He’d last been seen 6 hours ago. After saying he was going to head back to bed for a sleep in, it wasn’t until mid afternoon that anybody checked up on him. We arrived to find a man in his 80’s lying in his bed. He wasn’t breathing, and he had no pulse. My partner looked at me and giving me the nod said “it’s your call.” For the first time, it was up to me to decide whether or not we try to save someone’s life.
Thankfully, it was an easy one. The patient had post-mortem lividity, a temp of 33 degrees even though he covered in blankets, an unknown down time (but almost definitely greater than 20 minutes) and of course, no signs of life (GCS 3, no pulse/ heart sounds, pupils fixed, asystole on the monitor, etc.). With existing terminal cancer and an immense cardiac history even if we did get this patient back, he wouldn’t be leaving hospital alive. Despite this, it still haunted me a little as we set about undertaking the necessary procedures for a deceased patient.
What if I’d got it wrong?
Other calls weren’t so easy. Still an unknown down time (potential greater than 60 minutes), and still pulseless with lividity…. but the patient was found in the shower…. so he was still warm….. and the ECG showed him throwing off the odd ventricular contraction with a rate of around 4 a minute. Dude was in his 90’s and had massive cardiac scars on his chest. Again, unlikely we’d get him back. But he wasn’t completely dead.
Or was he?
See when is dead…… actually dead?
Is it when the heart finally stops….. not just beating…. but also finishes firing electrical signals? (The heart can be firing off electrical signals for a long time after the owner is brain dead and pulseless).
Is it when the brain stops receiving perfusion…. so irreversible damage occurs and eventually ceases to function entirely? Just 10 minutes without oxygen and that brain is essentially cooked.
Is it when that person no longer has a life worth living, where they’re so debilitated and medicated that they’re just a shell? (Hell, what does living mean?).
This is without even beginning to look at souls, terminal illnesses, or assisted suicide.
See this is the debate that is being thrown around now: as people live longer (and not necessarily with a good quality of life) should we keep resuscitating everyone? A lot of them don’t want to be revived. A bunch that do will only die in hospital within a few hours/days/weeks anyway, and for the few who do come out of hospital, well a huge percentage of them will have such severe deficits physically or neurologically they and their families may well wish that you had have let them die where they lay thank you very much.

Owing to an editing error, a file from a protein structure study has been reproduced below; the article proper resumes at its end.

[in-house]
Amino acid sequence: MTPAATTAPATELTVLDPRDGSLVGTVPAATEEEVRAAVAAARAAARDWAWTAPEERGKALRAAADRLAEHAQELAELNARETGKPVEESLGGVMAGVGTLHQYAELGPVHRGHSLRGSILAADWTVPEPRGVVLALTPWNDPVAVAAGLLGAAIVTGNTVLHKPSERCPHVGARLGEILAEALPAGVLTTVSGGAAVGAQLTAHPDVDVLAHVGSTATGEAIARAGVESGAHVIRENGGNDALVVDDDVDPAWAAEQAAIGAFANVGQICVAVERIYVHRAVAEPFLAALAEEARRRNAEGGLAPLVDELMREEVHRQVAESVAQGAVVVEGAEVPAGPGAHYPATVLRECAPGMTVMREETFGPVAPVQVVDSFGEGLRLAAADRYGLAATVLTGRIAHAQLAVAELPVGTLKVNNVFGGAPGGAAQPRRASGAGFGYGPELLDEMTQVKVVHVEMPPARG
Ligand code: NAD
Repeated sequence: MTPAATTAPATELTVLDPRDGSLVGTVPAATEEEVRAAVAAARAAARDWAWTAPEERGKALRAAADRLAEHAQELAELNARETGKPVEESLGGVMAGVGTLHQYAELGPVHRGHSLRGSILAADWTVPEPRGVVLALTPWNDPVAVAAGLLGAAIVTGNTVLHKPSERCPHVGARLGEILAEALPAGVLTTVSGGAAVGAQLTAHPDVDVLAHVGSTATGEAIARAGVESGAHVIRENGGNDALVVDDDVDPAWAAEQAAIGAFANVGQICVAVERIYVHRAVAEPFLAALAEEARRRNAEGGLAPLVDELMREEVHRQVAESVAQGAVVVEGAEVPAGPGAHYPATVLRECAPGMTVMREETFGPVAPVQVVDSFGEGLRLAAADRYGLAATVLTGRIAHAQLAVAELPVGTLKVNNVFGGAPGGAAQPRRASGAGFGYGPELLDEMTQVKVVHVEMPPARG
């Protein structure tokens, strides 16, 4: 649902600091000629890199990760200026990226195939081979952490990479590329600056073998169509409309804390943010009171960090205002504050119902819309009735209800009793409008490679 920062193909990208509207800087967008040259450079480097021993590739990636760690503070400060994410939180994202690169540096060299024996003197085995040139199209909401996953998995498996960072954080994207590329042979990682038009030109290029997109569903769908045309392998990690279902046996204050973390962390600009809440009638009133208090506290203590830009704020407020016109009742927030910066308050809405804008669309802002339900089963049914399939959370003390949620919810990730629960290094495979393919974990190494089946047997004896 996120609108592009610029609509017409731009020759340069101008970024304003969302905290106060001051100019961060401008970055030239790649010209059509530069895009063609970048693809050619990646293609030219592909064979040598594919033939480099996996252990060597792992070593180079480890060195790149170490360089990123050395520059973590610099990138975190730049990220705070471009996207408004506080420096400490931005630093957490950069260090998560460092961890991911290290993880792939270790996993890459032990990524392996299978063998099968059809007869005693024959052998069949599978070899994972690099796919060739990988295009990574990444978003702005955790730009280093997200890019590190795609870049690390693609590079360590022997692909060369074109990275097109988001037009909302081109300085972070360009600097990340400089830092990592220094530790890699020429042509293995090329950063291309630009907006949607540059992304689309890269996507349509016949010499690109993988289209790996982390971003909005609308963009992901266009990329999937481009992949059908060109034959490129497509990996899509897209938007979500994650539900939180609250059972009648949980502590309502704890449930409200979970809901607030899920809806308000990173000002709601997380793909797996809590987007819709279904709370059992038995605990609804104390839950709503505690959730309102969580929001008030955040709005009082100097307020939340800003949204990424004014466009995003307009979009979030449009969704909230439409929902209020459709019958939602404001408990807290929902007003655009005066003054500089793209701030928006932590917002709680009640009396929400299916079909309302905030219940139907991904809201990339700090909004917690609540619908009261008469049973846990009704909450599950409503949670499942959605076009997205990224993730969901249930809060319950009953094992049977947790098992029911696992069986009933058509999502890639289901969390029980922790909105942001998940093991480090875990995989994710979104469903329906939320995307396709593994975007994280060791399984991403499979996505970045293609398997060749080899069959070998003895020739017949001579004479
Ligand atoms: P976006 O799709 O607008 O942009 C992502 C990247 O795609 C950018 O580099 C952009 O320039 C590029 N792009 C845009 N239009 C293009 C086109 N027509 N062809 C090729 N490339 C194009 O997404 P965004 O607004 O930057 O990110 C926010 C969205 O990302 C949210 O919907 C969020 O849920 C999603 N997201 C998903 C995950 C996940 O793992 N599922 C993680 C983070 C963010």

Furthermore, when things are even just a little fuzzy, the default position (at least by protocol) is to commence a fully involved resuscitation. Regardless of if it’s a patient with late stage dementia and terminal cancer who just spent their 96th birthday alone in the nursing home where no one visits them.
Because unless the local hospitals and GPs are on their game…. this is exactly what happens.
And it’s traumatising for everyone.
For the patients who aren’t allowed to slip away quietly into death. For the family members who must watch and be unsure of if they should have or shouldn’t have and then perhaps even feel guilty about the outcome. For the healthcare workers who don’t want to disobey protocol but only last week had that patient verbally request to be allowed to die.
The list goes on, and this is before we even consider how many resources we utilise keeping dying patients who want to be dead, alive.
My point here is that dealing with death can be easy, hard, complicated, simple, whatever. But what matters most is that you as a healthcare worker can know in your own heart what being dead really is. That you can stand by that when you have to make decisions and that you have people to lean on and into when those decisions chase you later on. That you have no guilt for allowing someone to die when they need to, or not allowing them to die when the circumstance went beyond your control.
Because this job can suck sometimes.
And the last person you need to make enemies with is yourself.
Death has been occurring infallibly since the dawn of existence. Cheating it for a few short minutes, weeks, months, years….. well that only makes as much difference as what the patient is going to use it for.
And that is out of your hands.